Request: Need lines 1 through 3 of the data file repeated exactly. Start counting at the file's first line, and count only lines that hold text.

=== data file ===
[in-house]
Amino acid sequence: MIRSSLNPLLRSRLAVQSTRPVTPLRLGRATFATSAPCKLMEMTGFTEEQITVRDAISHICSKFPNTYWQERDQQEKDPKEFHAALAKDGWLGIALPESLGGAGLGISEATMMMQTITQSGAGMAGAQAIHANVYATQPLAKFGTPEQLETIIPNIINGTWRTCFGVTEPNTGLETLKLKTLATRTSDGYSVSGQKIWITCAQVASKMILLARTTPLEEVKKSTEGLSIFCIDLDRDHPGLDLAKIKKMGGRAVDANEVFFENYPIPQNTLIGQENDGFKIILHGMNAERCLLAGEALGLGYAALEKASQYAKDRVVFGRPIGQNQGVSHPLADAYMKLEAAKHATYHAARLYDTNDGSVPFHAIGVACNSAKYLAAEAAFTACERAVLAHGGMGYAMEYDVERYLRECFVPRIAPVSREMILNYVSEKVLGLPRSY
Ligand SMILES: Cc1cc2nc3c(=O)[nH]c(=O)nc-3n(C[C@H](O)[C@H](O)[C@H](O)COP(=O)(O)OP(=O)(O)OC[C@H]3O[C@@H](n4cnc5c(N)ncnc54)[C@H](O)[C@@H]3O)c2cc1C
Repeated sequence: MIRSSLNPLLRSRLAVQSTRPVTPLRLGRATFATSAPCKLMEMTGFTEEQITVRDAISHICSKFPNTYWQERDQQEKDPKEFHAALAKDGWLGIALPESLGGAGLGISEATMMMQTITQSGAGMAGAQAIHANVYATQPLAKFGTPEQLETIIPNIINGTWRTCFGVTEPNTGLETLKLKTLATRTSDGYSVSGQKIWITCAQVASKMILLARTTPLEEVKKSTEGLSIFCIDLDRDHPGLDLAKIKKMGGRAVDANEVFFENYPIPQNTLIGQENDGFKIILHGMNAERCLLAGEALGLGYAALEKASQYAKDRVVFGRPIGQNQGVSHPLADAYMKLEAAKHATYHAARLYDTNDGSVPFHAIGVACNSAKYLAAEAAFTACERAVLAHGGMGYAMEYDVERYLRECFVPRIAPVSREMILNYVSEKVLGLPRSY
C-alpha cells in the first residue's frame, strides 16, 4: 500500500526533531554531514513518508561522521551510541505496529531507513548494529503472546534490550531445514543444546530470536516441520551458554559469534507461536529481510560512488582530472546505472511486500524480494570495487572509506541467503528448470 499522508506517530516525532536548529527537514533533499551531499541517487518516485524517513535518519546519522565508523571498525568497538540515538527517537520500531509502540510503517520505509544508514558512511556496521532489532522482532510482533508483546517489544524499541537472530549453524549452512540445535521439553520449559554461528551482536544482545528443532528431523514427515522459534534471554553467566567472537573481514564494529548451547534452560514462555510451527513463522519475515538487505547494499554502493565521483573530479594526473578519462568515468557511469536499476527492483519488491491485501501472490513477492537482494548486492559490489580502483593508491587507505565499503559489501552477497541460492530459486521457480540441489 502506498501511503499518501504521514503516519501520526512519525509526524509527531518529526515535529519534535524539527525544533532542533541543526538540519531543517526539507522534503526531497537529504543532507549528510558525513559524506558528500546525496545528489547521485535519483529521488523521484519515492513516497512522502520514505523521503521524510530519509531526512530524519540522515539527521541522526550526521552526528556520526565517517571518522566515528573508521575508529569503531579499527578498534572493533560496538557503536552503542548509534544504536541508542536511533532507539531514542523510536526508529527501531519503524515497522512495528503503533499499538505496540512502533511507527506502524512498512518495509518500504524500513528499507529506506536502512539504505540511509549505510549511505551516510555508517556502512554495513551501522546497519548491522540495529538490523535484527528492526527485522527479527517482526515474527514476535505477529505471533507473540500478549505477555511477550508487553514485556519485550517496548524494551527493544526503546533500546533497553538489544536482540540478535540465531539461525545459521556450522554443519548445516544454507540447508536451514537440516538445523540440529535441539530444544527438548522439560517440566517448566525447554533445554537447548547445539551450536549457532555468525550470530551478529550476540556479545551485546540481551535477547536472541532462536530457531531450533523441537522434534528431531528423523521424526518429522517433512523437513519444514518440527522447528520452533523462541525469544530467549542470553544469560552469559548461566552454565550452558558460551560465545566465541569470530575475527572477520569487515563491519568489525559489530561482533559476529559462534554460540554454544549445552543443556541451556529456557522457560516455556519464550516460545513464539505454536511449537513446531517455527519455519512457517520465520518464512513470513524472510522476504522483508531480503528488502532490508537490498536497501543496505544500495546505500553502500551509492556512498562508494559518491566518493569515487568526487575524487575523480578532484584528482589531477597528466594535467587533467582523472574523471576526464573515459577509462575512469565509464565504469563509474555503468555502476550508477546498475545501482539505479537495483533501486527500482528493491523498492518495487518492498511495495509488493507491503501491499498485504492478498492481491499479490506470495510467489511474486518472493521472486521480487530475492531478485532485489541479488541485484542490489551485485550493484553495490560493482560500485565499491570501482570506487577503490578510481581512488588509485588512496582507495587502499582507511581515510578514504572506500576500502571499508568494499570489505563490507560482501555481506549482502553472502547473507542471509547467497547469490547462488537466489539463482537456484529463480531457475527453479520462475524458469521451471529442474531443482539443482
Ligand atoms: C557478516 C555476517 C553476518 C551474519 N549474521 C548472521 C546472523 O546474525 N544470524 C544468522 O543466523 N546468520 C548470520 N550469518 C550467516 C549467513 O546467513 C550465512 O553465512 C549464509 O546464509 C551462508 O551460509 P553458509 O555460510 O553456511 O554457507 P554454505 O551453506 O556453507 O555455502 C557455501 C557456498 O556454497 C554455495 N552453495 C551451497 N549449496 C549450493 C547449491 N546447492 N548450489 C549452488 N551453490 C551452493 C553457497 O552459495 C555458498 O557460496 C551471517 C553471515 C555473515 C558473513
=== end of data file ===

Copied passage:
[in-house]
Amino acid sequence: MIRSSLNPLLRSRLAVQSTRPVTPLRLGRATFATSAPCKLMEMTGFTEEQITVRDAISHICSKFPNTYWQERDQQEKDPKEFHAALAKDGWLGIALPESLGGAGLGISEATMMMQTITQSGAGMAGAQAIHANVYATQPLAKFGTPEQLETIIPNIINGTWRTCFGVTEPNTGLETLKLKTLATRTSDGYSVSGQKIWITCAQVASKMILLARTTPLEEVKKSTEGLSIFCIDLDRDHPGLDLAKIKKMGGRAVDANEVFFENYPIPQNTLIGQENDGFKIILHGMNAERCLLAGEALGLGYAALEKASQYAKDRVVFGRPIGQNQGVSHPLADAYMKLEAAKHATYHAARLYDTNDGSVPFHAIGVACNSAKYLAAEAAFTACERAVLAHGGMGYAMEYDVERYLRECFVPRIAPVSREMILNYVSEKVLGLPRSY
Ligand SMILES: Cc1cc2nc3c(=O)[nH]c(=O)nc-3n(C[C@H](O)[C@H](O)[C@H](O)COP(=O)(O)OP(=O)(O)OC[C@H]3O[C@@H](n4cnc5c(N)ncnc54)[C@H](O)[C@@H]3O)c2cc1C